Gulf property damage, housing price trends and US bankruptcy filings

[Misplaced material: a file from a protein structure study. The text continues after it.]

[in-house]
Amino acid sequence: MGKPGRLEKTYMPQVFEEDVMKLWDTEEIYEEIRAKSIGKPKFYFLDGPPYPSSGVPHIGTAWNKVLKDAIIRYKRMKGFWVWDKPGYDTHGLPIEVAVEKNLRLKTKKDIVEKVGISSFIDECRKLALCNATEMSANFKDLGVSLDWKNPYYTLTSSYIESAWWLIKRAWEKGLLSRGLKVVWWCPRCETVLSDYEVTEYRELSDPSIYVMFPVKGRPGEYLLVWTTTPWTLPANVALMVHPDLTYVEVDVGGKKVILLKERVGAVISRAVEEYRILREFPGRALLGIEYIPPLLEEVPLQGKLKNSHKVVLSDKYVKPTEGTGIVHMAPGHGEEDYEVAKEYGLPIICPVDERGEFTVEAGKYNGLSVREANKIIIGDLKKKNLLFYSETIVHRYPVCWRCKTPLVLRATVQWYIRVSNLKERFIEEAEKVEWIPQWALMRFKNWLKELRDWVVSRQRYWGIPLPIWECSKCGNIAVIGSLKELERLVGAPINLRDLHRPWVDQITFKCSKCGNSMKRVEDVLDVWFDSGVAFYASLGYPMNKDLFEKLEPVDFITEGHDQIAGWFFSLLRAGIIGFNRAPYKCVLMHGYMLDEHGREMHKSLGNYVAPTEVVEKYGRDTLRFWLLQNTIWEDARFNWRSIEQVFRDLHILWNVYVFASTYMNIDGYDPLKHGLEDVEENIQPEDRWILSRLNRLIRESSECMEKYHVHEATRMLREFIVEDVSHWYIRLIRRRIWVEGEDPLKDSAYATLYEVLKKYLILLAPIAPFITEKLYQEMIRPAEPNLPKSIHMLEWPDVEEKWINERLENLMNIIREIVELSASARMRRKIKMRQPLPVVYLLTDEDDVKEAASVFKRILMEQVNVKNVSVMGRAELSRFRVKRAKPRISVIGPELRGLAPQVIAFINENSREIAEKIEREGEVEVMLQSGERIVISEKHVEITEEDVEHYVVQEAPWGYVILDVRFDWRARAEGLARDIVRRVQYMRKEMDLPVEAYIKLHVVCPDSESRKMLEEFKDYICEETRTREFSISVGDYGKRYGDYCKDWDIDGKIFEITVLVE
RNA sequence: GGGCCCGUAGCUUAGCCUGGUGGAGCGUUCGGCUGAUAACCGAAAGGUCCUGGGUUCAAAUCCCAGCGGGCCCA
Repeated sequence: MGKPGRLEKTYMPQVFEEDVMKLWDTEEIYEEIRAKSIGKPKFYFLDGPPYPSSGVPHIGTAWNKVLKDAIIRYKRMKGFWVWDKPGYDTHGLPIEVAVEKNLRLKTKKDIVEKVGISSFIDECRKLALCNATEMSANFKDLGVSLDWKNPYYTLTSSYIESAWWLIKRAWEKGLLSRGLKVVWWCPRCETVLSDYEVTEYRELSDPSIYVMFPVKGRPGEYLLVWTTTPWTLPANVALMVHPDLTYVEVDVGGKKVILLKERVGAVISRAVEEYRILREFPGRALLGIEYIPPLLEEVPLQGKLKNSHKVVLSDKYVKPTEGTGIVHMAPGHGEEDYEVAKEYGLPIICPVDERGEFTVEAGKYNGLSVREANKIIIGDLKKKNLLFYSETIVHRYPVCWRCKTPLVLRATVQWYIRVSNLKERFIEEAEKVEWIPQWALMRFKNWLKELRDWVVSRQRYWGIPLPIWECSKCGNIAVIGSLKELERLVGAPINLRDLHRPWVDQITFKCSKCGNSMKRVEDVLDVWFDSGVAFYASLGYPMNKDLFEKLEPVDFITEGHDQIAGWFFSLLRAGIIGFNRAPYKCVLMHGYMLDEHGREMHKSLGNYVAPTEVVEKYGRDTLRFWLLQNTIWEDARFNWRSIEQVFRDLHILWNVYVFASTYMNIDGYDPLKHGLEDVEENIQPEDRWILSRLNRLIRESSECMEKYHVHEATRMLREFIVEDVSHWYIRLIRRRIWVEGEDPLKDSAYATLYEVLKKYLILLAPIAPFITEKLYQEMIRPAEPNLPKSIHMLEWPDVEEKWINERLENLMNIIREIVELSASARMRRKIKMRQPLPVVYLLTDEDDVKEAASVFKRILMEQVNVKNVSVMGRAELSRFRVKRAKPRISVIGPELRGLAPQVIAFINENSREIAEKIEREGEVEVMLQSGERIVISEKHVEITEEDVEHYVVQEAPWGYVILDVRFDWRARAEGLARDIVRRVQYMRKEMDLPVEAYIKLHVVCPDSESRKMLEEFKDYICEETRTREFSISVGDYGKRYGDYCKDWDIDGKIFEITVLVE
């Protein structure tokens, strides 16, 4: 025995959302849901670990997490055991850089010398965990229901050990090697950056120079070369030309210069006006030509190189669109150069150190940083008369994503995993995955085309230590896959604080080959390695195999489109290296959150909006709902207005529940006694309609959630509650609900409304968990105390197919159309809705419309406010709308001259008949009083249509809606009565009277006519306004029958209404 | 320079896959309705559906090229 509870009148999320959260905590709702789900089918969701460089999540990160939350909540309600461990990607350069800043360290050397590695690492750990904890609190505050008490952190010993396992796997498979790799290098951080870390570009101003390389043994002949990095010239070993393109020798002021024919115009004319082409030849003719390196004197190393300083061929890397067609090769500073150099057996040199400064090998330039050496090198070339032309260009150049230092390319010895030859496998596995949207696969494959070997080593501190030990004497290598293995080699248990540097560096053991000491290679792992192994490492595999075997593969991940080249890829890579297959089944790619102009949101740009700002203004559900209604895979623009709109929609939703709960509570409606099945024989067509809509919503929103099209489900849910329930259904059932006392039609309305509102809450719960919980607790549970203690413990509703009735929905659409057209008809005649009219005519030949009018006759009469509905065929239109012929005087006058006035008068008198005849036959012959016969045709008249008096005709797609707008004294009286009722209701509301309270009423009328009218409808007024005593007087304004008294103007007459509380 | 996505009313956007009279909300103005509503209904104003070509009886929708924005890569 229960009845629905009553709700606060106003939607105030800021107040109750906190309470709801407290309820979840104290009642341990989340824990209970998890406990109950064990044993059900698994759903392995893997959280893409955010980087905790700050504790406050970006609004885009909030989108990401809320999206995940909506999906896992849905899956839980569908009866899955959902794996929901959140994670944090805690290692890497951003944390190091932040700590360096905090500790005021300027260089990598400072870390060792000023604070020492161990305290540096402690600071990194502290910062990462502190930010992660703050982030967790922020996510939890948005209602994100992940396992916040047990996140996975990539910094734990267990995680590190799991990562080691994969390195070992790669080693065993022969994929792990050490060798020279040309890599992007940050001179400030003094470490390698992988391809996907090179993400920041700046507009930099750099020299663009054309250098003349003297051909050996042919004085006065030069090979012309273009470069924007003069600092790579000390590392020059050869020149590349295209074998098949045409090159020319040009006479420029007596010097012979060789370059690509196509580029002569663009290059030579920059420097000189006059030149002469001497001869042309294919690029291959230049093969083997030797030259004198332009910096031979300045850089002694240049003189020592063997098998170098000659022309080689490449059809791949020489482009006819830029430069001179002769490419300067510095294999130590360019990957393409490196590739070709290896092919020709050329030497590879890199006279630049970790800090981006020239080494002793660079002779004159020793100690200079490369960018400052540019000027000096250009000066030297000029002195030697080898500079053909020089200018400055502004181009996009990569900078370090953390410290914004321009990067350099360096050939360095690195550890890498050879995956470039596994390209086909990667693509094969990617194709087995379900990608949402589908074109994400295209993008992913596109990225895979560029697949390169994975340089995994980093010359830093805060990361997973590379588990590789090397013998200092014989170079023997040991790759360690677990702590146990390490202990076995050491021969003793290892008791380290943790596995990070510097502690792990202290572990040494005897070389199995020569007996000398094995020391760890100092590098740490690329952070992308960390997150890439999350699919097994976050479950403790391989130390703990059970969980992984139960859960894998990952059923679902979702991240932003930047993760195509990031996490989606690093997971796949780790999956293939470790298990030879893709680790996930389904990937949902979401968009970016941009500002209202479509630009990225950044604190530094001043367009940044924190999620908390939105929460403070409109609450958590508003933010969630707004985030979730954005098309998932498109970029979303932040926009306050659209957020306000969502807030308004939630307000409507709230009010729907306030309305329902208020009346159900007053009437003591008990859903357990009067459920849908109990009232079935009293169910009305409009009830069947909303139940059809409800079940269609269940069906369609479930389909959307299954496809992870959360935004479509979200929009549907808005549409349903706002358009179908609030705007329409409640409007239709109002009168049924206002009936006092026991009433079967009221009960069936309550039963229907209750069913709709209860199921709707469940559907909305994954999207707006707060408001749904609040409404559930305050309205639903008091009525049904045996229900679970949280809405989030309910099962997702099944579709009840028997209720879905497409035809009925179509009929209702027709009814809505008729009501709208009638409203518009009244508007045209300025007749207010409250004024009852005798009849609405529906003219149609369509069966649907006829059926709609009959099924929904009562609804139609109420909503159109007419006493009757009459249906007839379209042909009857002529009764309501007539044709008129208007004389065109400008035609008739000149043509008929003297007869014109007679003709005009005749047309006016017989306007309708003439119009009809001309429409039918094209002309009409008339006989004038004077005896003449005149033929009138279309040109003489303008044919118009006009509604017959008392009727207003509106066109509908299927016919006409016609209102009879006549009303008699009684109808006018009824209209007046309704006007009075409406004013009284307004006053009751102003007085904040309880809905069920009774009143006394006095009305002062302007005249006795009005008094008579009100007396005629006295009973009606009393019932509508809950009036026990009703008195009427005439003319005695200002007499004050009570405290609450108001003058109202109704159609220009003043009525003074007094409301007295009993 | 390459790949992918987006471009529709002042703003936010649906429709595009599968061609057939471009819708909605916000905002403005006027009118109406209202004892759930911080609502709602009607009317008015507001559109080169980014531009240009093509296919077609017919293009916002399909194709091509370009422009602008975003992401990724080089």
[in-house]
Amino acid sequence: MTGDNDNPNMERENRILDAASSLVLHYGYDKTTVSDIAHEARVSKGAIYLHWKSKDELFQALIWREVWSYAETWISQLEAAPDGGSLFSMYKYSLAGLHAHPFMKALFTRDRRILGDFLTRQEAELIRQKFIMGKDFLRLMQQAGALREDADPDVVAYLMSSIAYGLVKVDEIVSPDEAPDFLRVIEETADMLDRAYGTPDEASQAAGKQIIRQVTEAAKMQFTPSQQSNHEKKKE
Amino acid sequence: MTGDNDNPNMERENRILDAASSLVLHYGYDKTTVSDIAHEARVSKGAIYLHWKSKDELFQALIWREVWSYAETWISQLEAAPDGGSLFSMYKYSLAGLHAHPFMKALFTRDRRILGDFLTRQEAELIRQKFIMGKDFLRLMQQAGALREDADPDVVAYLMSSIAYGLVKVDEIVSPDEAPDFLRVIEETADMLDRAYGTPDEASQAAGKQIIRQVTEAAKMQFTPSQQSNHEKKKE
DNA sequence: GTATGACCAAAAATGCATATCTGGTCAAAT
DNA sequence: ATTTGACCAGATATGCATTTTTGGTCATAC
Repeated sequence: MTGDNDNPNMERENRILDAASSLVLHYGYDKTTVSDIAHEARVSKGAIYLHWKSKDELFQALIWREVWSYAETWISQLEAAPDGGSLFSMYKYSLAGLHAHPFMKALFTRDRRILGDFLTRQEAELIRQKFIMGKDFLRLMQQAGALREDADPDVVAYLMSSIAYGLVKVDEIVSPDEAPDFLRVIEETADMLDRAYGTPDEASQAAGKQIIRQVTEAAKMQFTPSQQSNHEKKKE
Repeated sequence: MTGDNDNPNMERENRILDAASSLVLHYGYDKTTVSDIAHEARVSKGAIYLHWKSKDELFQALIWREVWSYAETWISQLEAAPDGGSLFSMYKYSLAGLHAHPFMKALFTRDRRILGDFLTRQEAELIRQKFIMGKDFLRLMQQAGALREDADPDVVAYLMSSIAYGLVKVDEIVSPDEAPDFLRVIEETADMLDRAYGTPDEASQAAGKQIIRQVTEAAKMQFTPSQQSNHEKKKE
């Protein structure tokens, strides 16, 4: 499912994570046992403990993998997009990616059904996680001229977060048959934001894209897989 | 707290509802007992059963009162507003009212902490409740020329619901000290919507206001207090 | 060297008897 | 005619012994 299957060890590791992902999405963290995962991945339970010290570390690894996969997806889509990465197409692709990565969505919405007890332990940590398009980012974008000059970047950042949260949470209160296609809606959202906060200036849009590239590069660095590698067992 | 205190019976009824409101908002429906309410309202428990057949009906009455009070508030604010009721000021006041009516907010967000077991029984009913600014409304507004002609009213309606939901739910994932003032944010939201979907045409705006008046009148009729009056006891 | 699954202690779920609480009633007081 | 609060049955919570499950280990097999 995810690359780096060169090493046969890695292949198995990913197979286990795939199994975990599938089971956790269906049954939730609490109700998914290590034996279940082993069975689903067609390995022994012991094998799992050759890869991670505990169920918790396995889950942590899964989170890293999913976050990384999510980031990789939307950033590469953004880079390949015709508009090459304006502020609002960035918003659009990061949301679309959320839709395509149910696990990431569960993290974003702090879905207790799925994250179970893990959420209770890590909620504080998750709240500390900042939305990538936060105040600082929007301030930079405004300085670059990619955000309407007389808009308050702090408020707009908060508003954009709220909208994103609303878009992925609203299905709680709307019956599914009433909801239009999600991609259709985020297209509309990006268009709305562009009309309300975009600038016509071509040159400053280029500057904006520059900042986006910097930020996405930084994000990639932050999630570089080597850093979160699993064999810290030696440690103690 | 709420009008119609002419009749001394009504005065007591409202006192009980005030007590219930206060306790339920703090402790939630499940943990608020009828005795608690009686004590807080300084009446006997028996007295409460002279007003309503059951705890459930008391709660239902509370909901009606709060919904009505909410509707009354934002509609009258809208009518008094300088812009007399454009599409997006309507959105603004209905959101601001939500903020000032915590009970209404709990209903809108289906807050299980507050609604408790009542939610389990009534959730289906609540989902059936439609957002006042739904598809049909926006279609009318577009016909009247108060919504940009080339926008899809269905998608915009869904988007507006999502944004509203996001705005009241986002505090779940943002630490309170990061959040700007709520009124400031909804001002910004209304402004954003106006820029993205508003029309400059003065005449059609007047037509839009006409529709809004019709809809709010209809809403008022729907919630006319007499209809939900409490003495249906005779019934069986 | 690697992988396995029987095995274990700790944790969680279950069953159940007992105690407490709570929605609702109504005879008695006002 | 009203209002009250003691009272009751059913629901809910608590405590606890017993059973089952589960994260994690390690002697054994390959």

Purpose: This paper aims to examine potential causes of bankruptcy as they relate to hurricane damage. Investigate whether hurricanes result in personal bankruptcy filings due to real property damages. Strengthen existing descriptive results by using fully modified ordinary least squares (FMOLS). Design/methodology/approach: Lagged FMOLS model is used with data from states that suffered hurricane damage between 2000 through 2020. FMOLS controls for various financial distresses that can cause bankruptcy filings. Findings: Bankruptcy is usually filed for within one year of a hurricane. Changes in house prices and hurricane severity were significant indicators of bankruptcy filings. However, the divorce rate, commonly thought of as a primary reason for bankruptcy, is insignificant. Research limitations/implications: Data was available on a state level for the independent variables. Hurricane damage needed to be financially significant enough for inland flooding to be measurable and influential. Practical implications: Establishes that financial distress comes from several sources, not just home damage. Financial distress is highly correlated with whether a home was insured. Divorce does not cause bankruptcy filings. Social implications: Federal flood insurance programs should be reexamined. Having a broader all-risk homeowner policy could reduce the number of households that file for bankruptcy after a hurricane. Originality/value: Existing research uses descriptive statistics and obtains mixed findings regarding the association between hurricane damage and bankruptcy filings. The FMOLS approach provides clarity about this association.